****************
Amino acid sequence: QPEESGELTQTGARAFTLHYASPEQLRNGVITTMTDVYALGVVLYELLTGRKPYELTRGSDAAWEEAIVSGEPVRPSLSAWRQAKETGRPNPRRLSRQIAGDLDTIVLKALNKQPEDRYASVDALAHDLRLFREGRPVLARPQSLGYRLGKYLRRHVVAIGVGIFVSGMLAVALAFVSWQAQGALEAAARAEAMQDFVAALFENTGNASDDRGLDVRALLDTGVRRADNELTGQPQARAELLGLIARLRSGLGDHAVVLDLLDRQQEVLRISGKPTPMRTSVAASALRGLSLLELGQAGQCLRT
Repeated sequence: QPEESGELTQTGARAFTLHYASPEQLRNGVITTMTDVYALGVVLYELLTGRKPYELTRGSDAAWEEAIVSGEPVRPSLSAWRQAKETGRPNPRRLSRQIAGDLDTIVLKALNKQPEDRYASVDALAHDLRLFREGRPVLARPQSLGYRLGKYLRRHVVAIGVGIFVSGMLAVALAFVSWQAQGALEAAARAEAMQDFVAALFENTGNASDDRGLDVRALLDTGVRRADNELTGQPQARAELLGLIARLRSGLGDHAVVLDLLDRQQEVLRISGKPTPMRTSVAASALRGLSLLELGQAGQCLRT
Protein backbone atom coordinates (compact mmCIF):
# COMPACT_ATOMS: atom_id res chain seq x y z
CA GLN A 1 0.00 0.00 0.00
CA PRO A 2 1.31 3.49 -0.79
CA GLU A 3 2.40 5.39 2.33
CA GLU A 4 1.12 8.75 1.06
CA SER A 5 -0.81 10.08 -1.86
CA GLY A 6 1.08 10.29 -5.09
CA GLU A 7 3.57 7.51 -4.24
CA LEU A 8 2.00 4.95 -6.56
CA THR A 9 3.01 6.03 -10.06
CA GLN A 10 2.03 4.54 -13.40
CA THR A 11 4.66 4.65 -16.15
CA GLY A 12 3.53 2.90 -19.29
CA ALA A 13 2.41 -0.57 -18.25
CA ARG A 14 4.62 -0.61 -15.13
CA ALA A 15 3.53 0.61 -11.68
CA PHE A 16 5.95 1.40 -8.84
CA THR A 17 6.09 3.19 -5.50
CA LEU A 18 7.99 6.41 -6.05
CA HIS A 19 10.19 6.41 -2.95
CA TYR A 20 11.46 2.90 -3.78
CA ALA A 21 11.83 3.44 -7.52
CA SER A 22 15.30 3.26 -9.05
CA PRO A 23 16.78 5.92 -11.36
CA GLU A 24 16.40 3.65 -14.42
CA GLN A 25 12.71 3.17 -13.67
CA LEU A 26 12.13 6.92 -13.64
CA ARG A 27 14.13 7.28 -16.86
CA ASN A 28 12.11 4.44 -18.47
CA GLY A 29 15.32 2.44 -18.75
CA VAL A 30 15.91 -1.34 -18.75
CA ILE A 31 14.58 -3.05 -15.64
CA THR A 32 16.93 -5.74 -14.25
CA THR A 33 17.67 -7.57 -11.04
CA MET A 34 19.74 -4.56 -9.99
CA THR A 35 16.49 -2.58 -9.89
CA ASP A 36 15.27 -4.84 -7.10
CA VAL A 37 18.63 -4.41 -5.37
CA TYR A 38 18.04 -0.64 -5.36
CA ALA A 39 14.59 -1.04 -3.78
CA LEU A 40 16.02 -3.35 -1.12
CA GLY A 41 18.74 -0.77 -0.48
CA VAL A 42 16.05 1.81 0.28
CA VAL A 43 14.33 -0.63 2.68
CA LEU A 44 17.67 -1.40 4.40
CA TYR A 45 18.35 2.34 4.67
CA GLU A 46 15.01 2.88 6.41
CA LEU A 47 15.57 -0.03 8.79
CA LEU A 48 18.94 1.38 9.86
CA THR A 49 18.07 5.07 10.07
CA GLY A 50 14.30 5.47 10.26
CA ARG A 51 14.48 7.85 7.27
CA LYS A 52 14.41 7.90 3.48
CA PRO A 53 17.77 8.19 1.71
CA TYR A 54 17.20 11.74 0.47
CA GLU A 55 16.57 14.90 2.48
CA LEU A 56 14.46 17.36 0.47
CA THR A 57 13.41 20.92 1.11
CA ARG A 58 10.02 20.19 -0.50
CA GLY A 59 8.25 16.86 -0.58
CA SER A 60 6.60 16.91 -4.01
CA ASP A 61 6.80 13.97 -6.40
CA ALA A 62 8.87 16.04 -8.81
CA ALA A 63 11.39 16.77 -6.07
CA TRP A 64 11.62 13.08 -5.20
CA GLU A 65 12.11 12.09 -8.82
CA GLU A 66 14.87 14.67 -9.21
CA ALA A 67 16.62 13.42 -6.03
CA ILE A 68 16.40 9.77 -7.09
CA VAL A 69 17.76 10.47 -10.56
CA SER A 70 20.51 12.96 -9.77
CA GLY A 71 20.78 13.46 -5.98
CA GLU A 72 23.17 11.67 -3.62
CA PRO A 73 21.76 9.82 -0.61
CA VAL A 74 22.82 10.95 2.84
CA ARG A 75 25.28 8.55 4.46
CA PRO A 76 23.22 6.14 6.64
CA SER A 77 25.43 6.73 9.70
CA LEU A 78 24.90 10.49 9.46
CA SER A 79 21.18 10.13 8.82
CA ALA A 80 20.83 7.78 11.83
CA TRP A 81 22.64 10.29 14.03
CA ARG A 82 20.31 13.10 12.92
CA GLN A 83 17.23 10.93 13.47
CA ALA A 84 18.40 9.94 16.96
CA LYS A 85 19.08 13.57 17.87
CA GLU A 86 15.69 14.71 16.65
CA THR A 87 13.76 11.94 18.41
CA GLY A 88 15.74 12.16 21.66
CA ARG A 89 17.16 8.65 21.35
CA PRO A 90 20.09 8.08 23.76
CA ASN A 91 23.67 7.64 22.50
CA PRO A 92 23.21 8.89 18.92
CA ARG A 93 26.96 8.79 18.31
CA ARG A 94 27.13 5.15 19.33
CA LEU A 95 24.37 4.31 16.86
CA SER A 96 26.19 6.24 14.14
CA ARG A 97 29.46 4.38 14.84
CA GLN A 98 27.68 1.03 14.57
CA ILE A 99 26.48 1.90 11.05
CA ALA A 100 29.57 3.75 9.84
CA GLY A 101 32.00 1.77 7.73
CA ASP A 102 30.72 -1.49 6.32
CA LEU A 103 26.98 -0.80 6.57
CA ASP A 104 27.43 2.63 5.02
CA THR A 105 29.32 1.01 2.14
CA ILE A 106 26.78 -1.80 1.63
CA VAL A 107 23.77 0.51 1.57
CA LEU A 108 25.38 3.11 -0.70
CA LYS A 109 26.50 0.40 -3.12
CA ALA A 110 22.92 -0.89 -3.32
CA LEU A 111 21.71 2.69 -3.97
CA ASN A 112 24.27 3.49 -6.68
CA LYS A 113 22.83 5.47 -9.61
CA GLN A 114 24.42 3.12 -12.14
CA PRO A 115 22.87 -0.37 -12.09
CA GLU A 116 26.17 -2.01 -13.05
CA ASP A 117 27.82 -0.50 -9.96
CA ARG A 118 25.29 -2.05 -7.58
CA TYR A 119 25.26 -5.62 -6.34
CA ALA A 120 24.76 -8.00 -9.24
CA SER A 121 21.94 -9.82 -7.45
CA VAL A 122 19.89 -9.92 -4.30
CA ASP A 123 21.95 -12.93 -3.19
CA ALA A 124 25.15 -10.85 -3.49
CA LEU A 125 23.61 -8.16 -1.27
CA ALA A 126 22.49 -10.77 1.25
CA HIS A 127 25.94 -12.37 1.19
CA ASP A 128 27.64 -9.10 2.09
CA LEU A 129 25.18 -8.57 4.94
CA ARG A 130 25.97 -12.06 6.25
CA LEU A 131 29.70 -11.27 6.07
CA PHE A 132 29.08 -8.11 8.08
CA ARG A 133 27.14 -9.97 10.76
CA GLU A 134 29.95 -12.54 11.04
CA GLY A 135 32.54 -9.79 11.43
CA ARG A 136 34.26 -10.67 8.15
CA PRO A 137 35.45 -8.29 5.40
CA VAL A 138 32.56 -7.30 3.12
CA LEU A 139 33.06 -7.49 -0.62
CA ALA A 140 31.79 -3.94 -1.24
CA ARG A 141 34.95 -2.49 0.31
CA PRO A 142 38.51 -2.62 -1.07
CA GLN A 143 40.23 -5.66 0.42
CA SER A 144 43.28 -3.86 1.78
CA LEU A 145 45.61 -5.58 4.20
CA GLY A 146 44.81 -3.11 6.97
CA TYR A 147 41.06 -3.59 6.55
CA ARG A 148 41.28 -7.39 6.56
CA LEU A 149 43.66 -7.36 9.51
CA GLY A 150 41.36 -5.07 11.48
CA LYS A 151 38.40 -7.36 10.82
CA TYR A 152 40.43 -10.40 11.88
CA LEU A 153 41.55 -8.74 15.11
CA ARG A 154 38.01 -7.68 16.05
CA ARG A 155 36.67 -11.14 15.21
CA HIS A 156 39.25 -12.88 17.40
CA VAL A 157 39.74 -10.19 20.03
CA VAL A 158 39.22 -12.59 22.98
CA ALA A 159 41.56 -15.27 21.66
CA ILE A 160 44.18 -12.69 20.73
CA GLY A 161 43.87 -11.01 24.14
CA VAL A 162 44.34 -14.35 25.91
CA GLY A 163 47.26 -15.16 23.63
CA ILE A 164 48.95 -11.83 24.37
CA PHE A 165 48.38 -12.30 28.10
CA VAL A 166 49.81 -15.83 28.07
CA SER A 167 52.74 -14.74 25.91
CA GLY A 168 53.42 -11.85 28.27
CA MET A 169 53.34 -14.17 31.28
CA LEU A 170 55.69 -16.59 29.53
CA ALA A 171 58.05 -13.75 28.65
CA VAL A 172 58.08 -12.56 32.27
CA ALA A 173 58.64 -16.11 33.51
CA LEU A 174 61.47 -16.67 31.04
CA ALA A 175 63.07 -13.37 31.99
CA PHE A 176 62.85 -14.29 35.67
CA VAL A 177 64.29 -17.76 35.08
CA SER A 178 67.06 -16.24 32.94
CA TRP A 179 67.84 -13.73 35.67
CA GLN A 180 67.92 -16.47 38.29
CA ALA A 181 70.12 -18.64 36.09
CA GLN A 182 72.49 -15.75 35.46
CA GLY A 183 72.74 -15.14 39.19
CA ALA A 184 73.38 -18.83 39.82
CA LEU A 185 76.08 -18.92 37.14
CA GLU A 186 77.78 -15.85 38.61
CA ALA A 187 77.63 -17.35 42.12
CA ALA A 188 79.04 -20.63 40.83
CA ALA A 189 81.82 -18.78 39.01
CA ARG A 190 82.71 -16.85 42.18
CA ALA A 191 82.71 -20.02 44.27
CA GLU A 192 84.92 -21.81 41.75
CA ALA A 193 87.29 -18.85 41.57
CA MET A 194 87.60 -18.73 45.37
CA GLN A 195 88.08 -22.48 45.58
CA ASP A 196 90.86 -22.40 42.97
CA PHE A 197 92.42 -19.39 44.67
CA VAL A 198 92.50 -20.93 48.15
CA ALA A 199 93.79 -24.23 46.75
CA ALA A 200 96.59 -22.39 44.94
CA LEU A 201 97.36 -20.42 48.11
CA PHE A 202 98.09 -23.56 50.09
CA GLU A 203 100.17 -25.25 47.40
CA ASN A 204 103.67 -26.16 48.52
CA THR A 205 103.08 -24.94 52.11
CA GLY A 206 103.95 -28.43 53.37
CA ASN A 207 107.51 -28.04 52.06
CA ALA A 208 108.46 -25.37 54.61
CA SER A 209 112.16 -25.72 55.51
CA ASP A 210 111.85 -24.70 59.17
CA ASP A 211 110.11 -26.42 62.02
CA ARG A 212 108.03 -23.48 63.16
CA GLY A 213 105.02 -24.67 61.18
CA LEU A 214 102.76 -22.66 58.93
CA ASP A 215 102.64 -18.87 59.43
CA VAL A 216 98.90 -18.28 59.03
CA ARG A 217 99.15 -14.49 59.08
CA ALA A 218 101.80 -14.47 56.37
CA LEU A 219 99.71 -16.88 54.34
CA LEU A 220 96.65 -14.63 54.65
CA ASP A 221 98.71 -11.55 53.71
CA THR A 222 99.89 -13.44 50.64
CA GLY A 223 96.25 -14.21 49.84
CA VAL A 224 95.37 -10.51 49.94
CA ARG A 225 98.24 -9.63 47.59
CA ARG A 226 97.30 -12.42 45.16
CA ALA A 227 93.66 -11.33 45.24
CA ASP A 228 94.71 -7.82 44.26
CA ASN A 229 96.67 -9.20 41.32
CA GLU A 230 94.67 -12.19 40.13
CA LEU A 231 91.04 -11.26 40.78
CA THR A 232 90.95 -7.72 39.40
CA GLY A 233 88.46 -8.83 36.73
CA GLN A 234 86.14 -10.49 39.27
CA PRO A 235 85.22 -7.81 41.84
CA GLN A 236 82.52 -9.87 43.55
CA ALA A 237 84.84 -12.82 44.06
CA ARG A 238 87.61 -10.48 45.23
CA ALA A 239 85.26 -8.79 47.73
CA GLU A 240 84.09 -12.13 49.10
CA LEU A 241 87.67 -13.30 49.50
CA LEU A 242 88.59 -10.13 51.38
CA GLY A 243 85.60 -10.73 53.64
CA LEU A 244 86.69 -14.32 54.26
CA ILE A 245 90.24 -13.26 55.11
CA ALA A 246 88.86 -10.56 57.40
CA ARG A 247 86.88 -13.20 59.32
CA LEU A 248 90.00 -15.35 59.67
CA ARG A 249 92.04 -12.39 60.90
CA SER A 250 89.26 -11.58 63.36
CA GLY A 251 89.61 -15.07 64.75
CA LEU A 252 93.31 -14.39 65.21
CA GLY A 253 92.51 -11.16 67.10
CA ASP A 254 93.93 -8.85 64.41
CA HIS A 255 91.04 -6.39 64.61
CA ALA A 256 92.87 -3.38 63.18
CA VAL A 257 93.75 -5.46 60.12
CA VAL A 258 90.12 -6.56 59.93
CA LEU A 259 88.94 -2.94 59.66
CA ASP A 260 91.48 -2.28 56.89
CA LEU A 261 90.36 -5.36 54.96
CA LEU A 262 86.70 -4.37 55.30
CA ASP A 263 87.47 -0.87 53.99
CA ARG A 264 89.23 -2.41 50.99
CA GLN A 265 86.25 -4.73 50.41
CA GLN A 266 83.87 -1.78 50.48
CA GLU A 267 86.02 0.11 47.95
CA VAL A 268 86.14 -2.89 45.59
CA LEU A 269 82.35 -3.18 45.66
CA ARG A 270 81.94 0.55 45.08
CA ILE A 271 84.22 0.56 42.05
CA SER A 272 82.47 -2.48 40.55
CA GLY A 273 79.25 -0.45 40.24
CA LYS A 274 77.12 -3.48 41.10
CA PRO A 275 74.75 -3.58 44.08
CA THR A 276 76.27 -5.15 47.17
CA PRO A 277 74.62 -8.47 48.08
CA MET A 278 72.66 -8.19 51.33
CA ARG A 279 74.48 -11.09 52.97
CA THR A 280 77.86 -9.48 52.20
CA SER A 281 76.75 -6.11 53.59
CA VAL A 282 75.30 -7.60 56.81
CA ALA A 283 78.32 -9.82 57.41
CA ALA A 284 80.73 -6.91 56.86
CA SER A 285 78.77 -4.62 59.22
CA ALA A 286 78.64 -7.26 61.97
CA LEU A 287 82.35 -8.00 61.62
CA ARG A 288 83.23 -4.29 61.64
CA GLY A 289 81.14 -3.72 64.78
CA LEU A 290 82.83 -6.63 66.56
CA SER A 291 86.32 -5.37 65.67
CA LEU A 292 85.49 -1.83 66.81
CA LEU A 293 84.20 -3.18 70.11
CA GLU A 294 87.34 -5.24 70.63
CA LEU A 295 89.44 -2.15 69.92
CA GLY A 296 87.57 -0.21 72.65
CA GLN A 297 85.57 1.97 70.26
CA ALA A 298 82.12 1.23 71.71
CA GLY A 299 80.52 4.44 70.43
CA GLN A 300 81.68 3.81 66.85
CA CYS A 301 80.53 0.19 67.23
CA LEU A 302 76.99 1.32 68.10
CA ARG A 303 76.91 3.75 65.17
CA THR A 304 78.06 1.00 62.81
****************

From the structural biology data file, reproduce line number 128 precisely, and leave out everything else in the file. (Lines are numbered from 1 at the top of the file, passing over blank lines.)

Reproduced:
CA ALA A 124 25.15 -10.85 -3.49